(STATESMAN STOCK PHOTO)
Both Kosofresh and Tavalon Tea terminated their contracts with Lackmann Culinary Services over the summer. The FSA is currently working to iron out the issues that have come along with replacing the food vendors. (STATESMAN STOCK PHOTO)

 

Kosofresh and Tavalon Tea, the coveted Korean food in the Jasmine dining facility located in the Charles B. Wang Center, terminated its contract on Aug. 21, 2014 with the Faculty Student Association. However, while Kosofresh was quickly replaced over the summer, the new vendor is facing problems and students are not satisfied.

“The subcontractor who operated Kosofresh Korean cuisine and Tavalon Tea abruptly and unexpectedly terminated their contract with Lackmann on Thursday, August 21, 2014,” said Angela Agnello, director of Marketing and Communications for the FSA

Kosofresh was not available for comment on the matter.

FSA decided on Ssambap Korean BBQ, which is currently located at 2350 Nesconset Highway off of Route 347 in Stony Brook, N.Y.

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While Ssambap is similar to Kosofresh, the owners of the Korean BBQ are having a hard time adjusting.

“We are in a very, very difficult place,” Yung Kim, one of the owners of SSambap Korean BBQ, said. “We are trying our best to cook really good food. The system is so bad in the kitchen because there is no space. So the food looks no good and tastes no good.”

According to Kim’s wife, Misook Kim, the university is aware of the problem and is looking to fix it.

“The school is trying very hard to accommodate and make the kitchen space more available for us,” Misook Kim said. “We are waiting for that to get going fully.”

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While issues with cooking space and storage are being sorted out, the station has been open for two weeks now.

“The dishes at Ssambap Korean BBQ are authentic and traditional Korean specialties, as are the ingredients, preparation and serving techniques,” said Agnello in an email. “What makes Mrs. Kim’s, [one of the owner’s of Ssambap], restaurant and its food different than other Korean eateries is the adherence to tradition, and not being classified as a fusion food location.”

While the owners agree that their food represents a flavorful mix, Yung Kim feels that the food is not up to their standards, the students beg to differ.

“I think the new rice bowls are overall better,” Jonathan Zeng, a sophomore electrical engineering major at Stony Brook University, said. “The new bowls seem bigger in portion and healthier with a moderate spicy yet sweet taste.”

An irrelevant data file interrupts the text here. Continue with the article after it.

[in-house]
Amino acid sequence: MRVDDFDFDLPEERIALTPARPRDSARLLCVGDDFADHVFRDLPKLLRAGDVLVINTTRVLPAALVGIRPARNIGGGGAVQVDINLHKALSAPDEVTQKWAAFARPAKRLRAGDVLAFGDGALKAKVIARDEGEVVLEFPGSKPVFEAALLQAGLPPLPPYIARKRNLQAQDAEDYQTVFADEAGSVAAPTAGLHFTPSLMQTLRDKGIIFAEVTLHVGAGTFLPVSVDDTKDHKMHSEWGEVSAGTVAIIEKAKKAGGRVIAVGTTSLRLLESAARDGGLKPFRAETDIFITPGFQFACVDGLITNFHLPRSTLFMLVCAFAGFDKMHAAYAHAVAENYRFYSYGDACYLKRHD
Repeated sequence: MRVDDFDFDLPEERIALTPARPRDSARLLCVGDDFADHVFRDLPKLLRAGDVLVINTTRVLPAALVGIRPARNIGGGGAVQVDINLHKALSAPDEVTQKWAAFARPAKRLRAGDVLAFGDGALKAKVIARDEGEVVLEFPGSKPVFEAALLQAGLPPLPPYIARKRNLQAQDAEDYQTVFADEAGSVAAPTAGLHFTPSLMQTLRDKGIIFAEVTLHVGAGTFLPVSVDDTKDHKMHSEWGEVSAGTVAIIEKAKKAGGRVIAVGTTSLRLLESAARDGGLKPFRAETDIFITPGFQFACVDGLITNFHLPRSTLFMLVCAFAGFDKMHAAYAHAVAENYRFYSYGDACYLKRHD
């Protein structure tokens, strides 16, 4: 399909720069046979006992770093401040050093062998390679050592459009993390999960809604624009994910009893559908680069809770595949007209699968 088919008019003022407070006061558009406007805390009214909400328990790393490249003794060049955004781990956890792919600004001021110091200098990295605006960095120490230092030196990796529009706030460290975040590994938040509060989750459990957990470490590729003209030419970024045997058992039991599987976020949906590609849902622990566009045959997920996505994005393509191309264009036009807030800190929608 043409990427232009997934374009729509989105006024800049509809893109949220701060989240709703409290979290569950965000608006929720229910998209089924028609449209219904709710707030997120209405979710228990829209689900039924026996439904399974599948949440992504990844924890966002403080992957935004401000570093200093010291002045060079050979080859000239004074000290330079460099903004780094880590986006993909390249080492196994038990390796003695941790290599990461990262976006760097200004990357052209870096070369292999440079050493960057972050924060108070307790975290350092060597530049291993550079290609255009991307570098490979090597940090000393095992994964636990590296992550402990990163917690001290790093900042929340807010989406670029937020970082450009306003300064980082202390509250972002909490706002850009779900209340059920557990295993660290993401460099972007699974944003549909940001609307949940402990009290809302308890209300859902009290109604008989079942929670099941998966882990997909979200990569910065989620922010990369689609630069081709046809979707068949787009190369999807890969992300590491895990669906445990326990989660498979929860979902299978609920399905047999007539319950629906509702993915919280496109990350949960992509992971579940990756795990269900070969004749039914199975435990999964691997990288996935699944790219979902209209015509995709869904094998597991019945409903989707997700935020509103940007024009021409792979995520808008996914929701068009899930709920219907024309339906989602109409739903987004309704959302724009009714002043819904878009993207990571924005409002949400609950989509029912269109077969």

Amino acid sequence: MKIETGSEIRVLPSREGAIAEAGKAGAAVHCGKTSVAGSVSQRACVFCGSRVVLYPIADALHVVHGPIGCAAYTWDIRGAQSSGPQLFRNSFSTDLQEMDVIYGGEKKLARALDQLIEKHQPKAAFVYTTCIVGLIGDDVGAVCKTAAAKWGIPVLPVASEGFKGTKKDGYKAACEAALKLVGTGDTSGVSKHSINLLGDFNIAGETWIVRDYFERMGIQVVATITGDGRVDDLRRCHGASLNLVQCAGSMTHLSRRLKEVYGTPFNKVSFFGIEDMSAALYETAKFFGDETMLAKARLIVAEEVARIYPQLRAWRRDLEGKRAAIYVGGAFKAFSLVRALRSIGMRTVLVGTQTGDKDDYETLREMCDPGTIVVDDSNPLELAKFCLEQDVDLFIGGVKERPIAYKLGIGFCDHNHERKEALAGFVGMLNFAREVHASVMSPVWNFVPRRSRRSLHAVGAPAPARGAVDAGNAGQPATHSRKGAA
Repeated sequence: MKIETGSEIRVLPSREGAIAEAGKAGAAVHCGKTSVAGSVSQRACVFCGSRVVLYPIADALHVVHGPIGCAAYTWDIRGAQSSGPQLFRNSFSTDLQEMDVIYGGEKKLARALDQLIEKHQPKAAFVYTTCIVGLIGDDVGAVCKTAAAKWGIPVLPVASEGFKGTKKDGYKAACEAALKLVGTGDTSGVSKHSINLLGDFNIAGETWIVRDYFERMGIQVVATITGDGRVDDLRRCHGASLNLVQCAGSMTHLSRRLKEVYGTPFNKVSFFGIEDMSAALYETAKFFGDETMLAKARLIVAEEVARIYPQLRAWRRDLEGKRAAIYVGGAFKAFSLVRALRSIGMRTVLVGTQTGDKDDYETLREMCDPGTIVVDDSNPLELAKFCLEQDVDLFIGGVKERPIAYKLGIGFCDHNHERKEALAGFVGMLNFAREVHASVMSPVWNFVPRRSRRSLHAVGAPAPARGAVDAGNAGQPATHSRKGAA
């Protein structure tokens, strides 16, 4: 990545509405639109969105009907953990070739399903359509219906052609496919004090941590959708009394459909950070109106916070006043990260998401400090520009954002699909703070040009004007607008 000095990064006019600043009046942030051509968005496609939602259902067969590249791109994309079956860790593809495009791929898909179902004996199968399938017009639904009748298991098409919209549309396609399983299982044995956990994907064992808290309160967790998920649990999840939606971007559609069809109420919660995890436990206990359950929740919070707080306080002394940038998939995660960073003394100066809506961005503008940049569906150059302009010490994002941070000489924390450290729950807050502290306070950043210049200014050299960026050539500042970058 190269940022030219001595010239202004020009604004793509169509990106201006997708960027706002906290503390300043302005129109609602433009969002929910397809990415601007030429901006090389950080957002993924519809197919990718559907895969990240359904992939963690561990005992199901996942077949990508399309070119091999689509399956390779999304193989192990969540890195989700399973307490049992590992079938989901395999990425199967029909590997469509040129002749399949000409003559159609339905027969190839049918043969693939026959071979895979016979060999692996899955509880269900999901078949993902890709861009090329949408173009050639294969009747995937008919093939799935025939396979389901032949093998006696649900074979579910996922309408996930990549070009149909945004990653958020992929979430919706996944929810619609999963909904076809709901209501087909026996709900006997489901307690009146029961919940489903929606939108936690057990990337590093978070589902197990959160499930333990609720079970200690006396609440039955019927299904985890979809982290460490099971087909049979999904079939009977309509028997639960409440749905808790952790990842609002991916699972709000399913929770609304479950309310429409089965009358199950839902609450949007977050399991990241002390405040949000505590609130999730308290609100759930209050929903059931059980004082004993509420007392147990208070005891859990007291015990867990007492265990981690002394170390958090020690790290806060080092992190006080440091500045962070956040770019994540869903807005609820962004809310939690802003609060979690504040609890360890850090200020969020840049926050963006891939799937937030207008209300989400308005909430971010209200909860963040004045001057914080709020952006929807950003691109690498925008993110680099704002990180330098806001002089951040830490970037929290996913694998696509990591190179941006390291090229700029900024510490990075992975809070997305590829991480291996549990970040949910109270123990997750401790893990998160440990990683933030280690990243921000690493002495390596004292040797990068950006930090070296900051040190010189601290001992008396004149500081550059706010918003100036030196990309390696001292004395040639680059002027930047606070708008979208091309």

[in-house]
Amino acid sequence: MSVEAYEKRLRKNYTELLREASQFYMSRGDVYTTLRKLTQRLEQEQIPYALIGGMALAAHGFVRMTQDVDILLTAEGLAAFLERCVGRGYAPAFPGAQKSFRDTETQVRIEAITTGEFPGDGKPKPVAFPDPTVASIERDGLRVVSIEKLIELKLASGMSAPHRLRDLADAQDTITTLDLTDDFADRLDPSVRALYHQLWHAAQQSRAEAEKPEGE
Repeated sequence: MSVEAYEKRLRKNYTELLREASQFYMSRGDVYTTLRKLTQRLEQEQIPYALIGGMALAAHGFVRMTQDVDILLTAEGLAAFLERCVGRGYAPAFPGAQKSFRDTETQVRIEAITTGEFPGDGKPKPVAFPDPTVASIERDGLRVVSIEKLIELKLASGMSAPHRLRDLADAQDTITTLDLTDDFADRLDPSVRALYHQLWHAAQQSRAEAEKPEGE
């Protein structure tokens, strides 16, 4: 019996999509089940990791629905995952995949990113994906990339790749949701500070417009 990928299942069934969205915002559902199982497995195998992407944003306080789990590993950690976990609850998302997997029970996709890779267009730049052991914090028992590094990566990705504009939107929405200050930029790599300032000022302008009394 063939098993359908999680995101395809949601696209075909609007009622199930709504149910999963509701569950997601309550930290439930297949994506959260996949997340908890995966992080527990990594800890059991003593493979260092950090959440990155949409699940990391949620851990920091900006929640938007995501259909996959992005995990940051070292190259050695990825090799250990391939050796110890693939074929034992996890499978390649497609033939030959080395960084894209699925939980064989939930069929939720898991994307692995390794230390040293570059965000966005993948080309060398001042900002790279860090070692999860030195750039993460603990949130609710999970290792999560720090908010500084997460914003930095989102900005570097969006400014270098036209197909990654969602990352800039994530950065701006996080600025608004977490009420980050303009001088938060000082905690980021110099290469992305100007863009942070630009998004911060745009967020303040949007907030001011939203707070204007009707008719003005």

Tina Tiernan, one of the campus dining nutritionists, agrees with Zeng.

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“One of my favorite dishes from the ‘Whatever Bap You Want’ station is the bibimbap rice bowl,” said Tiernan. “For students looking to eat healthy, I recommend this meal because it includes three food groups: starch, vegetables and protein. Without a sauce, the bowl averages about 500 calories, which is generally a normal amount of calories at meal time.”

However, while students are noting the good changes, they are also finding some shortcomings with the new bowls.

“I miss the Kimchi. That’s the big thing,” Norman Shipman, a junior technical systems management major at Stony Brook, said. “Besides that there is no brown rice option and the salads are a poorer quality.”

The university is already working to fix the problems expressed by Shipman.

“We will be getting Kimchi,” Misook Kim said. “What would Korean food be without it?”

The reason why there is no Kimchi now is because the lack of space within the kitchen, Misook Kim said.

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And, when it comes to brown rice,  “the menu will continue to expand, adding more healthy options,” Angello explained.

Jasmine will continue to see more changes over the course of the next few months and into next semester.

According to FSA, the Tea House beverage and bar station is under construction now. In addition, next semester students can expect an express sushi station and a new variety of hot Asian entrees.

Until then, the new “Whatever Bap You Want” rice bowl station is ready for tasting.

“The transition has been difficult,” said Misook Kim. “But the experience overall has been a pleasure. I am able to feed a lot of Stony Brook students, my children, who have been waiting for some good Korean food. It really brings me joy.”

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